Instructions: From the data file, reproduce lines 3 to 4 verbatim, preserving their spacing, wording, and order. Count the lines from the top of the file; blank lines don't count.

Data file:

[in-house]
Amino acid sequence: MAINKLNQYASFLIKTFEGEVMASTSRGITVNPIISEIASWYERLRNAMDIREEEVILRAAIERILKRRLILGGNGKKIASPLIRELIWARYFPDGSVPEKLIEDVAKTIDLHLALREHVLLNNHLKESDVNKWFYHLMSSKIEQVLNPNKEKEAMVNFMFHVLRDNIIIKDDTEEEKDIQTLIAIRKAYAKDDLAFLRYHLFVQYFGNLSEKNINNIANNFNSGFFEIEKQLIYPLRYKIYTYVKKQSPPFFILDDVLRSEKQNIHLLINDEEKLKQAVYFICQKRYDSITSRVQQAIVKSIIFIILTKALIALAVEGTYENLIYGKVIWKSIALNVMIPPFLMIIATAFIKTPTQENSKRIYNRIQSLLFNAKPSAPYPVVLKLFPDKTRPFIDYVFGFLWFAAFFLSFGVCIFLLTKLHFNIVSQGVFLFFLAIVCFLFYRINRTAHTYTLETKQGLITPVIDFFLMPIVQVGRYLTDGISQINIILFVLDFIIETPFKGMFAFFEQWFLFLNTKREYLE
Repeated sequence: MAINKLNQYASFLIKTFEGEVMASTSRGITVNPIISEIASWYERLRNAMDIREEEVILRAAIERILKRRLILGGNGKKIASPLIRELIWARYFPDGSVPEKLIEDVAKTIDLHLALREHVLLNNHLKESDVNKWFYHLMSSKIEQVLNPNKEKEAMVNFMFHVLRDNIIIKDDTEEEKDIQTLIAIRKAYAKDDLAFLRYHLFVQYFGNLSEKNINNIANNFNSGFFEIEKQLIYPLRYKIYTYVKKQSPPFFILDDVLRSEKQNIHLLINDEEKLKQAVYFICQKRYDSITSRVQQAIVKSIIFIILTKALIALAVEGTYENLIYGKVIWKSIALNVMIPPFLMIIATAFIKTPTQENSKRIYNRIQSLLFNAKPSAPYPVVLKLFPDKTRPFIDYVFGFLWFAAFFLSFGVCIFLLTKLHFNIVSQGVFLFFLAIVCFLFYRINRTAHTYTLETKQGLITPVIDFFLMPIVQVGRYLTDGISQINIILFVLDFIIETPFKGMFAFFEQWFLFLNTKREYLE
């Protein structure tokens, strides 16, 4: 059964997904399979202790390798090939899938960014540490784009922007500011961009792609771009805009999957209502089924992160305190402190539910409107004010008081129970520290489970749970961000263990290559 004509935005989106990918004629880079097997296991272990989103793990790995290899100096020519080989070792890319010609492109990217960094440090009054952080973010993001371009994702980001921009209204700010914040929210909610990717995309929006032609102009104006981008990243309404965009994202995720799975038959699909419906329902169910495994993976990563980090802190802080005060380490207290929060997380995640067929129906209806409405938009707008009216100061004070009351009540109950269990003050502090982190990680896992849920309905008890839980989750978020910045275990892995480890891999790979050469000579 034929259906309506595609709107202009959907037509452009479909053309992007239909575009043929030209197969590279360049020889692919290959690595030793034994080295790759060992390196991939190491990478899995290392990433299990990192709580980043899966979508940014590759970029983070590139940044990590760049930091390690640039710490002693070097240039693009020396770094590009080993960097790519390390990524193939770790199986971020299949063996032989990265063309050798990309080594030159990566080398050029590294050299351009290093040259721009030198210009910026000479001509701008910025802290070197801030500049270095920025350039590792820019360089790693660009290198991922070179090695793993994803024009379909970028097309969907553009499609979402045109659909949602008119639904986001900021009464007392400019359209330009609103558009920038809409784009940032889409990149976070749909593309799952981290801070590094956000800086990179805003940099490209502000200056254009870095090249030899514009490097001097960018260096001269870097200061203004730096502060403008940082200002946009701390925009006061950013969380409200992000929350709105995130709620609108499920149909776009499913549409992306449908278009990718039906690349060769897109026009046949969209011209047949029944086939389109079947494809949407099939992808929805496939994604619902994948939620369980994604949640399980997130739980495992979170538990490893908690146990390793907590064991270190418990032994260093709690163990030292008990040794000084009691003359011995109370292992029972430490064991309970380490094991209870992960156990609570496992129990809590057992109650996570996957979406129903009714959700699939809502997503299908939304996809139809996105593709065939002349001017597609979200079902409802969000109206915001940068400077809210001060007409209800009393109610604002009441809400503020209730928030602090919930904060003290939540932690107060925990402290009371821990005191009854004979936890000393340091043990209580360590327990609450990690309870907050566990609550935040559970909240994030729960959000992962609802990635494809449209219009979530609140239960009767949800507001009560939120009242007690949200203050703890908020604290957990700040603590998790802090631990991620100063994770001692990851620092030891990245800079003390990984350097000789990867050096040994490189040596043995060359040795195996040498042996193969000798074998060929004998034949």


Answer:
Repeated sequence: MAINKLNQYASFLIKTFEGEVMASTSRGITVNPIISEIASWYERLRNAMDIREEEVILRAAIERILKRRLILGGNGKKIASPLIRELIWARYFPDGSVPEKLIEDVAKTIDLHLALREHVLLNNHLKESDVNKWFYHLMSSKIEQVLNPNKEKEAMVNFMFHVLRDNIIIKDDTEEEKDIQTLIAIRKAYAKDDLAFLRYHLFVQYFGNLSEKNINNIANNFNSGFFEIEKQLIYPLRYKIYTYVKKQSPPFFILDDVLRSEKQNIHLLINDEEKLKQAVYFICQKRYDSITSRVQQAIVKSIIFIILTKALIALAVEGTYENLIYGKVIWKSIALNVMIPPFLMIIATAFIKTPTQENSKRIYNRIQSLLFNAKPSAPYPVVLKLFPDKTRPFIDYVFGFLWFAAFFLSFGVCIFLLTKLHFNIVSQGVFLFFLAIVCFLFYRINRTAHTYTLETKQGLITPVIDFFLMPIVQVGRYLTDGISQINIILFVLDFIIETPFKGMFAFFEQWFLFLNTKREYLE
């Protein structure tokens, strides 16, 4: 059964997904399979202790390798090939899938960014540490784009922007500011961009792609771009805009999957209502089924992160305190402190539910409107004010008081129970520290489970749970961000263990290559 004509935005989106990918004629880079097997296991272990989103793990790995290899100096020519080989070792890319010609492109990217960094440090009054952080973010993001371009994702980001921009209204700010914040929210909610990717995309929006032609102009104006981008990243309404965009994202995720799975038959699909419906329902169910495994993976990563980090802190802080005060380490207290929060997380995640067929129906209806409405938009707008009216100061004070009351009540109950269990003050502090982190990680896992849920309905008890839980989750978020910045275990892995480890891999790979050469000579 034929259906309506595609709107202009959907037509452009479909053309992007239909575009043929030209197969590279360049020889692919290959690595030793034994080295790759060992390196991939190491990478899995290392990433299990990192709580980043899966979508940014590759970029983070590139940044990590760049930091390690640039710490002693070097240039693009020396770094590009080993960097790519390390990524193939770790199986971020299949063996032989990265063309050798990309080594030159990566080398050029590294050299351009290093040259721009030198210009910026000479001509701008910025802290070197801030500049270095920025350039590792820019360089790693660009290198991922070179090695793993994803024009379909970028097309969907553009499609979402045109659909949602008119639904986001900021009464007392400019359209330009609103558009920038809409784009940032889409990149976070749909593309799952981290801070590094956000800086990179805003940099490209502000200056254009870095090249030899514009490097001097960018260096001269870097200061203004730096502060403008940082200002946009701390925009006061950013969380409200992000929350709105995130709620609108499920149909776009499913549409992306449908278009990718039906690349060769897109026009046949969209011209047949029944086939389109079947494809949407099939992808929805496939994604619902994948939620369980994604949640399980997130739980495992979170538990490893908690146990390793907590064991270190418990032994260093709690163990030292008990040794000084009691003359011995109370292992029972430490064991309970380490094991209870992960156990609570496992129990809590057992109650996570996957979406129903009714959700699939809502997503299908939304996809139809996105593709065939002349001017597609979200079902409802969000109206915001940068400077809210001060007409209800009393109610604002009441809400503020209730928030602090919930904060003290939540932690107060925990402290009371821990005191009854004979936890000393340091043990209580360590327990609450990690309870907050566990609550935040559970909240994030729960959000992962609802990635494809449209219009979530609140239960009767949800507001009560939120009242007690949200203050703890908020604290957990700040603590998790802090631990991620100063994770001692990851620092030891990245800079003390990984350097000789990867050096040994490189040596043995060359040795195996040498042996193969000798074998060929004998034949």